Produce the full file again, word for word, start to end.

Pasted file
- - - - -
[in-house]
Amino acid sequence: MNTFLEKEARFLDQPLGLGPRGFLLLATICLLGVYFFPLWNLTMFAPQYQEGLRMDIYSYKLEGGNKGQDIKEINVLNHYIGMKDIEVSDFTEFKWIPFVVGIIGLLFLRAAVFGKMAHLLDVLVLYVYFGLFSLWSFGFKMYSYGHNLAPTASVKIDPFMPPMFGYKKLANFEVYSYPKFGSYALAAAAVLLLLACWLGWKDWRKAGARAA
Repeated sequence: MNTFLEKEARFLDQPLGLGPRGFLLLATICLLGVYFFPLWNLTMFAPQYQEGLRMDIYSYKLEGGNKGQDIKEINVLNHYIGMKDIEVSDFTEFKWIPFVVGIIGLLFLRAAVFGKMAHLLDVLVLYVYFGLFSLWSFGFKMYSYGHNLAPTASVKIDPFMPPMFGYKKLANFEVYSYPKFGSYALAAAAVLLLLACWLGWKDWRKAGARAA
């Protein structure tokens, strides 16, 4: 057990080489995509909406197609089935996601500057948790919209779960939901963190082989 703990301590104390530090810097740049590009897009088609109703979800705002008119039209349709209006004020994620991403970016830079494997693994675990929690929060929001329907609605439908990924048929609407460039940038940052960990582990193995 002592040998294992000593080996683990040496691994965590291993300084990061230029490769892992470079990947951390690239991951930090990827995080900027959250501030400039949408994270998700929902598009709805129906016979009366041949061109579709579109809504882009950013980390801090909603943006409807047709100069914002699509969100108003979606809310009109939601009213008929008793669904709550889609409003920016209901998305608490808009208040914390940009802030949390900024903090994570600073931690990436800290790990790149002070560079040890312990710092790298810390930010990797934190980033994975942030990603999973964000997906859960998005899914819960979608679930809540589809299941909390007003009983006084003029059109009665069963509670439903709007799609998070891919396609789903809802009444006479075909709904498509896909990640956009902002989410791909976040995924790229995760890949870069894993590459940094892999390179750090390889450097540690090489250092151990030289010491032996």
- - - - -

[in-house]
Amino acid sequence: MNTFLEKEARFLDQPLGLGPRGFLLLATICLLGVYFFPLWNLTMFAPQYQEGLRMDIYSYKLEGGNKGQDIKEINVLNHYIGMKDIEVSDFTEFKWIPFVVGIIGLLFLRAAVFGKMAHLLDVLVLYVYFGLFSLWSFGFKMYSYGHNLAPTASVKIDPFMPPMFGYKKLANFEVYSYPKFGSYALAAAAVLLLLACWLGWKDWRKAGARAA
Repeated sequence: MNTFLEKEARFLDQPLGLGPRGFLLLATICLLGVYFFPLWNLTMFAPQYQEGLRMDIYSYKLEGGNKGQDIKEINVLNHYIGMKDIEVSDFTEFKWIPFVVGIIGLLFLRAAVFGKMAHLLDVLVLYVYFGLFSLWSFGFKMYSYGHNLAPTASVKIDPFMPPMFGYKKLANFEVYSYPKFGSYALAAAAVLLLLACWLGWKDWRKAGARAA
């Protein structure tokens, strides 16, 4: 057990080489995509909406197609089935996601500057948790919209779960939901963190082989 703990301590104390530090810097740049590009897009088609109703979800705002008119039209349709209006004020994620991403970016830079494997693994675990929690929060929001329907609605439908990924048929609407460039940038940052960990582990193995 002592040998294992000593080996683990040496691994965590291993300084990061230029490769892992470079990947951390690239991951930090990827995080900027959250501030400039949408994270998700929902598009709805129906016979009366041949061109579709579109809504882009950013980390801090909603943006409807047709100069914002699509969100108003979606809310009109939601009213008929008793669904709550889609409003920016209901998305608490808009208040914390940009802030949390900024903090994570600073931690990436800290790990790149002070560079040890312990710092790298810390930010990797934190980033994975942030990603999973964000997906859960998005899914819960979608679930809540589809299941909390007003009983006084003029059109009665069963509670439903709007799609998070891919396609789903809802009444006479075909709904498509896909990640956009902002989410791909976040995924790229995760890949870069894993590459940094892999390179750090390889450097540690090489250092151990030289010491032996």